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PCS and Your Pet

Pets of service members process through the line Sept. 27, 2013, at Incirlik Air Base, Turkey. Airman 1st Class Nicole Sikorski/Air Force
Pets of service members process through the line Sept. 27, 2013, at Incirlik Air Base, Turkey. Airman 1st Class Nicole Sikorski/Air Force

A lot happens when a service member receives PCS (Permanent Change of Station) orders, including what to do with the family pet. PCSers need to know the steps to bring them along, and what alternatives exist to responsibly rehome their loving four-legged family member.

Married or Single: It Matters

If you're married, your dependents are included in PCS orders and everyone moves together. Pets can be included, provided the family notifies the proper military offices and makes arrangements for travel plans, especially flight reservations. The service member is responsible for all coordination with the airline, including paying for the pet's ticket. While it can be stressful, there are ways to make it easier to travel with pets.

Often a service member's home at the next duty station isn't immediately available when he or she moves. As a result, the family may have to spend a transitional period at a hotel, finalizing paperwork or waiting for their home to be ready. Hotels on or near bases tend to be pet friendly; many military personnel have pets and it's simply good business to accommodate them.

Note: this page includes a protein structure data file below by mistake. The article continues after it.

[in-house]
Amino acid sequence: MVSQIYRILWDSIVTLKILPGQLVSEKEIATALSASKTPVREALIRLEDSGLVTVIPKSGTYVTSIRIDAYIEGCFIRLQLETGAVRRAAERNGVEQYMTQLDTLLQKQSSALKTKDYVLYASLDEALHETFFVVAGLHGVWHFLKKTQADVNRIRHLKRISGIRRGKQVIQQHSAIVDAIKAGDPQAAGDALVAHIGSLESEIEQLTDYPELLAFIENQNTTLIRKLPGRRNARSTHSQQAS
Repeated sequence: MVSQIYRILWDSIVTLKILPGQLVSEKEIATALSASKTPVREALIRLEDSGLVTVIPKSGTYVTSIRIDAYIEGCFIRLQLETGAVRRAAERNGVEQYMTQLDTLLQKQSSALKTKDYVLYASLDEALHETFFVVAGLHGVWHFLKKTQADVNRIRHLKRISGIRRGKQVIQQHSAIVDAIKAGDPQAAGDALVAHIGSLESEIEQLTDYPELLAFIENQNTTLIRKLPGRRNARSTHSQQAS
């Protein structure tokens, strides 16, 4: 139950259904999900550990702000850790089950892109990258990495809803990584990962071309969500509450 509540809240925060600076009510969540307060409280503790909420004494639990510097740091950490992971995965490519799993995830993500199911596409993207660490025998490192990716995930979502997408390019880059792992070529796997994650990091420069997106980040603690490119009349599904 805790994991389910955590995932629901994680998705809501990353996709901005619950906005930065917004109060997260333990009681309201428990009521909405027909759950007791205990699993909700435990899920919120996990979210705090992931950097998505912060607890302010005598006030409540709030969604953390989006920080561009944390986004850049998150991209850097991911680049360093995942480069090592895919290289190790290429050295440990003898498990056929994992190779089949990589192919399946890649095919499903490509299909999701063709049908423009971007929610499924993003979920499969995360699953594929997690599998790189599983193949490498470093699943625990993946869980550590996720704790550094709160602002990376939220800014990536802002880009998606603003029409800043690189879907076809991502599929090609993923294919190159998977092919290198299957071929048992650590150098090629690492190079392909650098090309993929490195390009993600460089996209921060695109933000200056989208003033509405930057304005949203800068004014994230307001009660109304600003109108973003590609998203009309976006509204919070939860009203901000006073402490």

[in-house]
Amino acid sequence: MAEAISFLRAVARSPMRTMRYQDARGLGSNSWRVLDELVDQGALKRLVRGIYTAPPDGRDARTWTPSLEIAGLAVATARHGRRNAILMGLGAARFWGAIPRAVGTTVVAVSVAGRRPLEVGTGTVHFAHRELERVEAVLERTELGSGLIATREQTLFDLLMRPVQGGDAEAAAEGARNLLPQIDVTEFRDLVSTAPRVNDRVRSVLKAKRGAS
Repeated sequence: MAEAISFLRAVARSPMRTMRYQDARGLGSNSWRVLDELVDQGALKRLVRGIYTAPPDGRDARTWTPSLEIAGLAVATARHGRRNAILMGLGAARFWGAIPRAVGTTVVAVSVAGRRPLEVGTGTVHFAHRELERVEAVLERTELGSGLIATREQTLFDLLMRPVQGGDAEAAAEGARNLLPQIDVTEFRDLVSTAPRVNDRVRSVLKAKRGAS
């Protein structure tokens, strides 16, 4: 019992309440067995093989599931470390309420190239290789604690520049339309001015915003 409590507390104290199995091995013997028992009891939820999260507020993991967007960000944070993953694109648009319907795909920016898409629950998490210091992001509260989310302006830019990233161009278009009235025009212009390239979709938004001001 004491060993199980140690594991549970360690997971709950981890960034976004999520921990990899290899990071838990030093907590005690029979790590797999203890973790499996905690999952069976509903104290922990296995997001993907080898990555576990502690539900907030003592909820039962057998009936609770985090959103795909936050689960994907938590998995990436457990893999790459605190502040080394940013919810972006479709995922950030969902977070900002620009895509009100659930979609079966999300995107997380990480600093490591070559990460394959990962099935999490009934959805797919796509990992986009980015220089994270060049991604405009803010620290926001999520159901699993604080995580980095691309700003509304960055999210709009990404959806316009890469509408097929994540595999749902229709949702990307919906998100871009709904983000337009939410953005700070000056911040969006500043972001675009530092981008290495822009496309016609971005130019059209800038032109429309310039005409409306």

Pets traveling overseas and often within the United States require a health certificate from a licensed veterinarian. If your pet is determined to be too sick or old to make the trip, your best option is to consider rehoming it responsibly well before you leave.

Traveling with Your Pet

-- If the next duty station is within the United States, PCSing is like moving from one town to another. On-post housing generally impose a two-pet limit.

-- Breed specific legislation, or BSL, prohibits ownership of certain breeds of dogs within a given municipality. Restrictions vary by branch of service and base.  Even if your base permits certain types of dogs, the municipality in which it resides might not. Know before you go.

-- If Hawaii is the destination, there is quarantine involved and a list of shots, microchip policy and paperwork to provide.

-- Check with the destination base, Department of Agriculture and consulate of the destination country when moving overseas for any specific pet health, transport and quarantine issues that may apply to your pet.

-- To enter Europe, the pet has to be accompanied by the proper veterinary documentation and paperwork. There is no quarantine period required, with the exception of United Kingdom, Ireland and Sweden.

- If going to Guam, Japan or Korea, pets are required to have all their documentation, paperwork and shots. There is a quarantine period as well.

-- Ask the base veterinarian. In many cases, the base veterinarian at your current duty station will be able to provide helpful information and pre-travel tips.

Unmarried military personnel have a different set of circumstances to navigate.

Often, a single soldier will be assigned a room in one of the barracks on base. With some exceptions, sometimes related to the soldier's rank, a house or apartment is provided, in which case the information is the same as that for married soldiers.